INTERCOMMUNALE VERENIGING HOOGE MAEY

Sustainable remediation concept

Hooge Maey has opted for an extensive remediation project with a consistent focus on quality and sustainability. This will ensure that the effects of the landfill site on the environment will be negligible.

The remediation is being carried out using a combination of techniques. The site covers an area of more than 100 hectares and has been divided into zones. Each zone has its own specific remediation approach. A conscious choice has been made to use the best techniques available.

Risk-analyses

 

The remediation plan was based on a thorough risk analysis. In this context the impact of the landfill site on soil, air and water was measured. To do this the most advanced techniques were used:

  • The effect of the landfill site on groundwater was examined using tracers, such as the genetic fingerprint of bacteria and the presence of the tritium ion in the landfill and groundwater
  • Detection of water by means of electromagnetic probing
  • Installation of a test flare in order to determine the quantity and quality of the landfill gas - Creating test plots to implement the best system for the isolation of polluted sites
  • Setting up pilot installations to determine the most effective method of water purification

Remediation zone by zone

 

Hooge Maey has been divided into separate zones, which depending on their zone-specific properties have had different forms of remediation.

  • In Zone A, highly localised pollution was found consisting of industrial sludge and tar. This zone used to serve as a landfill site for industrial and household waste. This zone is no longer operational. The waste has been fully excavated and treated elsewhere. Today there is a buffer basin with a reed bed.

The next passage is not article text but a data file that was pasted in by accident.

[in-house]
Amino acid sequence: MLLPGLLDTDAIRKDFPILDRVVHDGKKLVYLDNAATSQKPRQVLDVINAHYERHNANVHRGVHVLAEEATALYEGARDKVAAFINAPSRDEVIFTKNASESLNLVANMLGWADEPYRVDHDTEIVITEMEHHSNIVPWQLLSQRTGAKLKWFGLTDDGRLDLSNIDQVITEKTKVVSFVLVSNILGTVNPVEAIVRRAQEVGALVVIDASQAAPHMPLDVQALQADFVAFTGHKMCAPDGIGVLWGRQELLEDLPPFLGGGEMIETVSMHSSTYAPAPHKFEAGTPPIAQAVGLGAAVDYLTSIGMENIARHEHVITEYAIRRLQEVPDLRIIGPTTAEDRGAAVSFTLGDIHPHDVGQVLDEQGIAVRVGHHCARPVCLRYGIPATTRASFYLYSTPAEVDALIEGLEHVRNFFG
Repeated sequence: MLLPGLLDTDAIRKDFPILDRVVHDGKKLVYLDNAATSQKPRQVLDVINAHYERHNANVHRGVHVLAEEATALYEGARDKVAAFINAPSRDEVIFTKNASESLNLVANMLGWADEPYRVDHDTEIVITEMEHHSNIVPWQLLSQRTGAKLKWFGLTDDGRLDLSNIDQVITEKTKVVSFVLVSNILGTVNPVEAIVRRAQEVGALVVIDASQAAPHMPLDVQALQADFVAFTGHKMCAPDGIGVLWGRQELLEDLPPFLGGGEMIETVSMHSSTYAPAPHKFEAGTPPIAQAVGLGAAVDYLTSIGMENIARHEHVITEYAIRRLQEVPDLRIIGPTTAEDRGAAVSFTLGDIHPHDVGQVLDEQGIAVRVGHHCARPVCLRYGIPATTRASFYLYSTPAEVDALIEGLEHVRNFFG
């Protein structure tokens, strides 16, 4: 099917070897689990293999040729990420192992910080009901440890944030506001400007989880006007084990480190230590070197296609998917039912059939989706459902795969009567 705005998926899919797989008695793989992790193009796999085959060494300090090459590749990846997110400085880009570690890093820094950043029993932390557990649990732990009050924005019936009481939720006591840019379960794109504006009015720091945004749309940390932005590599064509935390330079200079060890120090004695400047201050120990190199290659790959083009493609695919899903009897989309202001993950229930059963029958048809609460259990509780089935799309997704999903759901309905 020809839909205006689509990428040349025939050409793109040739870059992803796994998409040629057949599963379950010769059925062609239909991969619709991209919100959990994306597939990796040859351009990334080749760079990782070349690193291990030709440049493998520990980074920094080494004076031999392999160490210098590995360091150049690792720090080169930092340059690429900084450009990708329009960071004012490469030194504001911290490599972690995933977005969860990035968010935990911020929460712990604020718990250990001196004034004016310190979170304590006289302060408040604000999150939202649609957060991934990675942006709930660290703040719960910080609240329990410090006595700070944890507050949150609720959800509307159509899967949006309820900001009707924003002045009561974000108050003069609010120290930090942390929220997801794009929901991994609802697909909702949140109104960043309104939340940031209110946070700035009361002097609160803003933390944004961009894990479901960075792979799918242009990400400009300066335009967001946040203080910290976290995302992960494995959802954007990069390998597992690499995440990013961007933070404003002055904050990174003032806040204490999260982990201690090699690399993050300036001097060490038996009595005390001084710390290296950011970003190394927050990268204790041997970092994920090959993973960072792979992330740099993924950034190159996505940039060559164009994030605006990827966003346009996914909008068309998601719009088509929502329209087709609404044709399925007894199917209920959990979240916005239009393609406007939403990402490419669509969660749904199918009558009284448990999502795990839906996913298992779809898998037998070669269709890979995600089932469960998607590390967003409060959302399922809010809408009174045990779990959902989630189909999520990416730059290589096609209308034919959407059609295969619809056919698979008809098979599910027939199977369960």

• The rainwater from zone B is discharged through this zone towards the waterway 'Schijn.' Zone B was used as a landfill site for industrial and household waste for 20 years. In order to make sure that the waste that is still present there can no longer have any environmental impact, this zone has been isolated. Today this remediated zone is again used as a landfill area.
  • Zone C is the central, highest 'waste mountain'. Right up until 16 July 2009 this zone was used for landfilling. In 2012 the final capping of the hill was completed.
  • In Zone D the remediation work has been limited. Part of the zone was conceded to a company that produces the material necessary for the final capping ('Hydrostab') and to a company that recycles construction and demolition waste.

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Remediation activities

Between 1999 and 2012 the following work was performed within the scope of the remediation project: